15  Summary Statistics

Summary statistics (otherwise known as descriptive statistics) are usually where one starts when beginning to develop insights. You may hear the phrase “Exploratory Data Analysis” (sometimes abbreviated “EDA”) throughout your career. This is the point where you try to get a high-level understanding of the distributions and relationships within your dataset.

15.1 Quantitative Data

When dealing with continuous data, one of the quickest ways to get a high level view of your data is by using the “summary” function. This function will return your extreme (minimum and maximum) values, your median, mean, 1st quantile, and 3rd quantile.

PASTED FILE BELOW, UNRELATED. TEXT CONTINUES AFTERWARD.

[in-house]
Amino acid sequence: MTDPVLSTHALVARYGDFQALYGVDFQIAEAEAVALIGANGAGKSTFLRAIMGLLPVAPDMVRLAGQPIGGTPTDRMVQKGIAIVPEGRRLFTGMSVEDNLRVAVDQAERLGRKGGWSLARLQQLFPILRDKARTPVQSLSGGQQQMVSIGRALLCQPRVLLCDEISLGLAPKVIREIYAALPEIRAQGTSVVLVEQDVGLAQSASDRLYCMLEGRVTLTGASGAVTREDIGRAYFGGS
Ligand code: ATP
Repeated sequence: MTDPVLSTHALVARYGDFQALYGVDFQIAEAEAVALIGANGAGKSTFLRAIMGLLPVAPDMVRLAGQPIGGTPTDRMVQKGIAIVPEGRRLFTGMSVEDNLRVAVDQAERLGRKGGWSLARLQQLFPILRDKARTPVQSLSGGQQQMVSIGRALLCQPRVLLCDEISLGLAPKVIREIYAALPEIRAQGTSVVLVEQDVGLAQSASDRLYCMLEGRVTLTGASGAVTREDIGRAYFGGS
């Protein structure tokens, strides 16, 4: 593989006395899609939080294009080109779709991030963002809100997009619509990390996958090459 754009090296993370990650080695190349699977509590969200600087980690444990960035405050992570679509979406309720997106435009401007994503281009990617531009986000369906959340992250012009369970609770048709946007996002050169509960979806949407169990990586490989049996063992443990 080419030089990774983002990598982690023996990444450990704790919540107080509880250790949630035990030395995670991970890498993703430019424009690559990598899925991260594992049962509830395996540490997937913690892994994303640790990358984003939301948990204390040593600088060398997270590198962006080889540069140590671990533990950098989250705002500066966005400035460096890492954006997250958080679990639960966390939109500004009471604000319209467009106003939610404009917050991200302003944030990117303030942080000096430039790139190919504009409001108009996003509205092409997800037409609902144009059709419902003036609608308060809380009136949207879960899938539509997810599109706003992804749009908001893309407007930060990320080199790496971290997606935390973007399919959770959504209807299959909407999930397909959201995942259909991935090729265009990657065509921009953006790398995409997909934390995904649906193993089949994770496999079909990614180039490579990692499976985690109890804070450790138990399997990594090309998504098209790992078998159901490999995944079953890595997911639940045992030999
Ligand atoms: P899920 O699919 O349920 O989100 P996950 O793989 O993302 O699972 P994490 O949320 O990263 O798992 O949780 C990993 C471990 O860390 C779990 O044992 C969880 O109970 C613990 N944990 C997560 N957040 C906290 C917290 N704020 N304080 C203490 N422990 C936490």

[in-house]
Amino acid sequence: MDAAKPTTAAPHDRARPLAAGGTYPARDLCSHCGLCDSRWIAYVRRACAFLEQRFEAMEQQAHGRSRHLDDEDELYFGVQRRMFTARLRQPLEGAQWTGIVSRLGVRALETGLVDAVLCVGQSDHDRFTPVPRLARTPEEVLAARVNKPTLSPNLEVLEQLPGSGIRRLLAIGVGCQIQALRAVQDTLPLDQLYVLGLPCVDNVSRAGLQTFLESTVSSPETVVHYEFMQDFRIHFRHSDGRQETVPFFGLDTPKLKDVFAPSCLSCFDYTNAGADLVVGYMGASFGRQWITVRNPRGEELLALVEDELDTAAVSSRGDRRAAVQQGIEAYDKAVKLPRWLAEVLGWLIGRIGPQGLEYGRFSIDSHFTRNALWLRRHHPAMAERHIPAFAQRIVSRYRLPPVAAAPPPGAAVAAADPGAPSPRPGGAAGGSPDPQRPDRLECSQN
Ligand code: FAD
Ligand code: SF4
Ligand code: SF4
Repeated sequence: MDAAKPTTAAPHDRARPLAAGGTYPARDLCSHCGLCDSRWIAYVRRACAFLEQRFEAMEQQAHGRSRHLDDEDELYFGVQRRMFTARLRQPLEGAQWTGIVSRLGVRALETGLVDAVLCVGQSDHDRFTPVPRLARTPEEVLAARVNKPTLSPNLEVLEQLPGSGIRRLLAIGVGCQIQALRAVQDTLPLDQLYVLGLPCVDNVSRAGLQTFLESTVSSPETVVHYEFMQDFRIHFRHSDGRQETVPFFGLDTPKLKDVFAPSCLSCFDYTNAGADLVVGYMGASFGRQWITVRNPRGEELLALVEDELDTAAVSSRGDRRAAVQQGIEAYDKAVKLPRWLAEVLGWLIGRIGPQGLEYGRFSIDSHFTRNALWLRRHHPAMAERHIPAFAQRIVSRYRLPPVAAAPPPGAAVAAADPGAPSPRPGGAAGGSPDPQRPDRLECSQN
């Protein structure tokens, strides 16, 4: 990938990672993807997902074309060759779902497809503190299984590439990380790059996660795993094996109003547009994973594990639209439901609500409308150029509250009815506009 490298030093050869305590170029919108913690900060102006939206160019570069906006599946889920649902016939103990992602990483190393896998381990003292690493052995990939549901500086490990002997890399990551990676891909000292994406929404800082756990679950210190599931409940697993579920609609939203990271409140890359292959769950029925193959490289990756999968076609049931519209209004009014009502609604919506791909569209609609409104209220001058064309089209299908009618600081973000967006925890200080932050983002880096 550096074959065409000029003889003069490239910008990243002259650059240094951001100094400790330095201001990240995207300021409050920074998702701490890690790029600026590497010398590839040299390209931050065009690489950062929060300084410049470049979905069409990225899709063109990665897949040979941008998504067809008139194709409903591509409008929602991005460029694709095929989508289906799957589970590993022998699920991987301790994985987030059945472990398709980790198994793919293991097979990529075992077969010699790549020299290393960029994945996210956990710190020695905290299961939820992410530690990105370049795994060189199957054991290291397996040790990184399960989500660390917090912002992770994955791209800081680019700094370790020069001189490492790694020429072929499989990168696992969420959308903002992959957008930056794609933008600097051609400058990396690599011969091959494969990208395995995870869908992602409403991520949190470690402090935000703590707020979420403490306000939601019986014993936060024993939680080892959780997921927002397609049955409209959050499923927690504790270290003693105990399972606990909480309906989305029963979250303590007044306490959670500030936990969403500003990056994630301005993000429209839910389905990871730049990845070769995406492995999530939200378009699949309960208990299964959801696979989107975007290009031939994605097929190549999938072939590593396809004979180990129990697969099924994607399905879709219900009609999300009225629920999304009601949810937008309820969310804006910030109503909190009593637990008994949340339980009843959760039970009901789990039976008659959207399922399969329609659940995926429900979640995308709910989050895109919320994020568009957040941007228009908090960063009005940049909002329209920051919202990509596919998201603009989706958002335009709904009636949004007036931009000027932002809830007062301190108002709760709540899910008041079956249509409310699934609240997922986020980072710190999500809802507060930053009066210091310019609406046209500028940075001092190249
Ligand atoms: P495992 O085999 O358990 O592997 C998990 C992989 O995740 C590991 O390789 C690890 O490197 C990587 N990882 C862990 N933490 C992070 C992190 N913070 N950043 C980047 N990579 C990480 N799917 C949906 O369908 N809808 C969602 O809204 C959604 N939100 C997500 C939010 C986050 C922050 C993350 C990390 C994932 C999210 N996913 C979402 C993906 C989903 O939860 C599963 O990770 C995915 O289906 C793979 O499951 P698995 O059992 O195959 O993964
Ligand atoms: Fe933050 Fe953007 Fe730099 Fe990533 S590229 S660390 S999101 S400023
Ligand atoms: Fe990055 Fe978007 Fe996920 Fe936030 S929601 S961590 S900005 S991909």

Min. 1st Qu.  Median    Mean 3rd Qu.    Max. 
  10.40   15.43   19.20   20.09   22.80   33.90 

Alternatively, you can use the following eight functions to retrieve specific information about your data.

# Returns the average
[1] 20.09062
# Returns the median
[1] 19.2
# Returns the standard deviation
[1] 6.026948
# Returns the sample variance
[1] 36.3241
# Returns the minimum value
[1] 10.4
# Returns the maximum value
[1] 33.9
# Returns the minimum and maximum value
[1] 10.4 33.9
# Returns quantile data
    0%    25%    50%    75%   100% 
10.400 15.425 19.200 22.800 33.900 

15.2 Qualitative Data

If you’re working with data that is categorical and encoded as a factor, you can view all categories by using the “levels” function.

[1] "setosa"     "versicolor" "virginica" 

However, if you want to count the number of occurrences for each level, you can use the “table” function.


    setosa versicolor  virginica 
        50         50         50 

If you need to keep digging for insights, you can represent your categories however you’d like to using the “group_by” function covered in the last chapter.

15.3 Resources